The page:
Kenneth Elliott's Profile - Rotten Tomatoes

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Rating History

Blade Runner 2049
3 months ago via Rotten Tomatoes

The filmmakers pulled a Force Awakens:
It mimics the original in tone, story, and style, and they throw in an old Harrison Ford for extra insurance. None of these cheap tricks worked. Don't mess with the classic.

The Fate of the Furious
8 months ago via Rotten Tomatoes

Can't they stop making these films already?

The Bishop's Wife
12 months ago via Rotten Tomatoes

A Christmas classic, and strong performances from Cary Grant, David Niven, and Loretta Young.

The Apartment
The Apartment (1960)
16 months ago via Rotten Tomatoes
½

A much-deserved "Best Picture" winner in 1960, "The Apartment" is, on the surface, a comedy, but at its core, it is a dark societal parody addressing common taboos avoided in much of Hollywood till this era such as extramarital affairs, divorce, and drug usage. Both realistic and idealistic, "The Apartment" has a fantastic script and some great acting. Most notable is the main protagonist Jack Lemmon who plays the over-worked and under-appreciated C.C. Baxter, an everyday man working at a New York City insurance corporation. C.C., in order to gain prestige and recognition within the company, loans out his apartment to several co-workers for discreet late-night flings. The film portrays a version of America far different from the squeaky-clean view of the everything-is-fine 1950s. Here, the very nature of the American business and opportunity is revealed to be corrupt, where the man on top will always back-stab underlings with gossip and frequently participate in the same shady underbelly activities as the underlings he disposes of. It also shows the limited and frustratingly immoral manner in which one has to climb the ladder of success to achieve an upper-management position.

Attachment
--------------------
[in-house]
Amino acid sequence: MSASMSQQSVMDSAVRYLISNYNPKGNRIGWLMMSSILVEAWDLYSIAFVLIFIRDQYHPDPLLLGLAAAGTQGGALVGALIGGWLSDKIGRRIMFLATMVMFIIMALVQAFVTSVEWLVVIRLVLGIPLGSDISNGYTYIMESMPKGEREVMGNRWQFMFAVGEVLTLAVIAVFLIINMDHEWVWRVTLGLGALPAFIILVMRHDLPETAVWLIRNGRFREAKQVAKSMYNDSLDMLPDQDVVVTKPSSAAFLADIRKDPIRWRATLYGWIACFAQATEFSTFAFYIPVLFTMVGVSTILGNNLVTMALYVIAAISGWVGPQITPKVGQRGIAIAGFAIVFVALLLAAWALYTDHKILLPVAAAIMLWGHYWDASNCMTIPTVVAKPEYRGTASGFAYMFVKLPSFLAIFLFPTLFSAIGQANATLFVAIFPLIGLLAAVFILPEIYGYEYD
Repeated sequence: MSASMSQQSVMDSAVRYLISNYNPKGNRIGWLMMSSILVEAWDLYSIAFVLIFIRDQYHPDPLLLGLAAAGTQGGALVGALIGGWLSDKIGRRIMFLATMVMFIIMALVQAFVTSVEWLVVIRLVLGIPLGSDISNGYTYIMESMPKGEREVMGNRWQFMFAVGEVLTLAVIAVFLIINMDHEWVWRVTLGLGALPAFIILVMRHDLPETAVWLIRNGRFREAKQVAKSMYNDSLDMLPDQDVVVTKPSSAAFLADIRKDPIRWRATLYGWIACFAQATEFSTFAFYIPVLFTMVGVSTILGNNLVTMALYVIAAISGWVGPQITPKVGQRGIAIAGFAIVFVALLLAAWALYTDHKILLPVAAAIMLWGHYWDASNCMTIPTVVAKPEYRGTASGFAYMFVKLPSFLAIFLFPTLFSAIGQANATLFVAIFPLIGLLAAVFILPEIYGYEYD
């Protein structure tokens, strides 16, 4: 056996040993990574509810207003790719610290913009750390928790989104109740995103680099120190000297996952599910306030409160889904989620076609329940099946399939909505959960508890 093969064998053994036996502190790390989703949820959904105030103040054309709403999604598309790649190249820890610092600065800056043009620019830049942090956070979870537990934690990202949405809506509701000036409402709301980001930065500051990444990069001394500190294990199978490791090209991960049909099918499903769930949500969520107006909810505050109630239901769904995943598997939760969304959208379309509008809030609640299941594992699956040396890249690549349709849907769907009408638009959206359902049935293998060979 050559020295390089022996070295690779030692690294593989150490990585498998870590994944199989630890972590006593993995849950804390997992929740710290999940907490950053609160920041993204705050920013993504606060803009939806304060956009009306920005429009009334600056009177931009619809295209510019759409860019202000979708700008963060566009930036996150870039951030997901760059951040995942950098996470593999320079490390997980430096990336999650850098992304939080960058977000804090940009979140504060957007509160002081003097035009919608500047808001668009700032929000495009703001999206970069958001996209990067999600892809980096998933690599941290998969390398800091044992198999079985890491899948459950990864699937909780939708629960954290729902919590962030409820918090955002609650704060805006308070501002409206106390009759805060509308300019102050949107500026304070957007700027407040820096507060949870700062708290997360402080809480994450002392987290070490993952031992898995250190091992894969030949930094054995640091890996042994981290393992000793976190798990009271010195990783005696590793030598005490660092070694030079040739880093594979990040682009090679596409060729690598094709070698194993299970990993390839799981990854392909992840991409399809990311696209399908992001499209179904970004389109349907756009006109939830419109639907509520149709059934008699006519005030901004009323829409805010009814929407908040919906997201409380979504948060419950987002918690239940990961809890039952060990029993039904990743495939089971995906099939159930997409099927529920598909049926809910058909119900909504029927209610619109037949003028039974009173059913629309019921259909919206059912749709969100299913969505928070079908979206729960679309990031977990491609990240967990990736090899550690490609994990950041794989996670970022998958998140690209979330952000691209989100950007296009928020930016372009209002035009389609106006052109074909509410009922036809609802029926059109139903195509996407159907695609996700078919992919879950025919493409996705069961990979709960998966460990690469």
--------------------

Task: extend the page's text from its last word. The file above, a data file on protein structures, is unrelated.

"The Apartment" was very controversial at the time for its sexual overtones; no sex scenes were shown, per se, but the script was peppered with oblique innuendos such as direct mentions to "ring a ding ding" activities. Perhaps the most controversial aspect of the film was not in the adulterous affairs within C.C. Baxter's apartment, but the semi-graphic portrayal of drug overdosage. Shirley MacLaine, well-mannered elevator operator and two-way lover stuck in the middle of a secret triangle between C.C. and Fred MacMurray's Mr. Sheldrake, is so distraught and ridden with rejection that she consumes an entire bottle of sleeping pills, barely getting out of the predicament alive. Even when she does recover, she is left with suicidal thoughts and nasty hangovers. Remember, this movie was made in 1960, not 1990, so much of this stuff was ahead-of-its time and shocking to witness on the silver screen.

My one and only complain with "The Apartment" is the half-assed ending. Honestly, the scene when C.C. refuses the offer of a second-in-command position at the (literal) top of the building next to Mr. Sheldrake's office would have been the most compelling finish. In such a rigged business system where corruption and secrets abound, nobody can or will stop bad boys at playing shady games, hence why corruption is so prevalent today. What happened instead, which I absolutely hated, is that C.C. suddenly grew a heart and uncharacteristically refused to be part of the system and left. Everything that followed felt like a typical, paint-by-the-numbers happy ending, including Shirley MacLaine's running through the city to get to her lover-boy. (I guess the both ended happily ever after playing cards.) I would have much preferred a darker, more realistic ending, as everything else in "The Apartment" strived to echo problems in contemporary American society.